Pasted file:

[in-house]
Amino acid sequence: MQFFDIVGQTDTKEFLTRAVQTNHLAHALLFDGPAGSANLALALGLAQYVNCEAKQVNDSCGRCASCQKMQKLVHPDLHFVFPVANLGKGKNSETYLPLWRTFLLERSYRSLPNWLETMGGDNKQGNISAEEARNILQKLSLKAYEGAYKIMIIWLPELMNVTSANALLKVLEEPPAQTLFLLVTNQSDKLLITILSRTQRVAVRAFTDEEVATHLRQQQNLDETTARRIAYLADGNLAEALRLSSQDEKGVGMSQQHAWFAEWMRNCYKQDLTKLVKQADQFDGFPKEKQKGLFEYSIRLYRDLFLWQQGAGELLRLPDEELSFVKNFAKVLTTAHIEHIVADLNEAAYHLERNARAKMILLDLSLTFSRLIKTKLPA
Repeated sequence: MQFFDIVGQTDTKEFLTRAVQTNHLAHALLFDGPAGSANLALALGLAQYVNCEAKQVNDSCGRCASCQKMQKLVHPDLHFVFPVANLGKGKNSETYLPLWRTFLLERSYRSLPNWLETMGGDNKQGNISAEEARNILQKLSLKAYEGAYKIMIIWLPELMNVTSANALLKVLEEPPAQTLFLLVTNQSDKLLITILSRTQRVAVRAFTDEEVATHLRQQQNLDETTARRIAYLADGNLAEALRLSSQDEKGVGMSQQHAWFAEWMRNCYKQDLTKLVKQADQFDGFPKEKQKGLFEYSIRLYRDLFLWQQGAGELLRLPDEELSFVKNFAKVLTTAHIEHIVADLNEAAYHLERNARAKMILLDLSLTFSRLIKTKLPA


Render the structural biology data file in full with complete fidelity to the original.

[in-house]
Amino acid sequence: MQFFDIVGQTDTKEFLTRAVQTNHLAHALLFDGPAGSANLALALGLAQYVNCEAKQVNDSCGRCASCQKMQKLVHPDLHFVFPVANLGKGKNSETYLPLWRTFLLERSYRSLPNWLETMGGDNKQGNISAEEARNILQKLSLKAYEGAYKIMIIWLPELMNVTSANALLKVLEEPPAQTLFLLVTNQSDKLLITILSRTQRVAVRAFTDEEVATHLRQQQNLDETTARRIAYLADGNLAEALRLSSQDEKGVGMSQQHAWFAEWMRNCYKQDLTKLVKQADQFDGFPKEKQKGLFEYSIRLYRDLFLWQQGAGELLRLPDEELSFVKNFAKVLTTAHIEHIVADLNEAAYHLERNARAKMILLDLSLTFSRLIKTKLPA
Repeated sequence: MQFFDIVGQTDTKEFLTRAVQTNHLAHALLFDGPAGSANLALALGLAQYVNCEAKQVNDSCGRCASCQKMQKLVHPDLHFVFPVANLGKGKNSETYLPLWRTFLLERSYRSLPNWLETMGGDNKQGNISAEEARNILQKLSLKAYEGAYKIMIIWLPELMNVTSANALLKVLEEPPAQTLFLLVTNQSDKLLITILSRTQRVAVRAFTDEEVATHLRQQQNLDETTARRIAYLADGNLAEALRLSSQDEKGVGMSQQHAWFAEWMRNCYKQDLTKLVKQADQFDGFPKEKQKGLFEYSIRLYRDLFLWQQGAGELLRLPDEELSFVKNFAKVLTTAHIEHIVADLNEAAYHLERNARAKMILLDLSLTFSRLIKTKLPA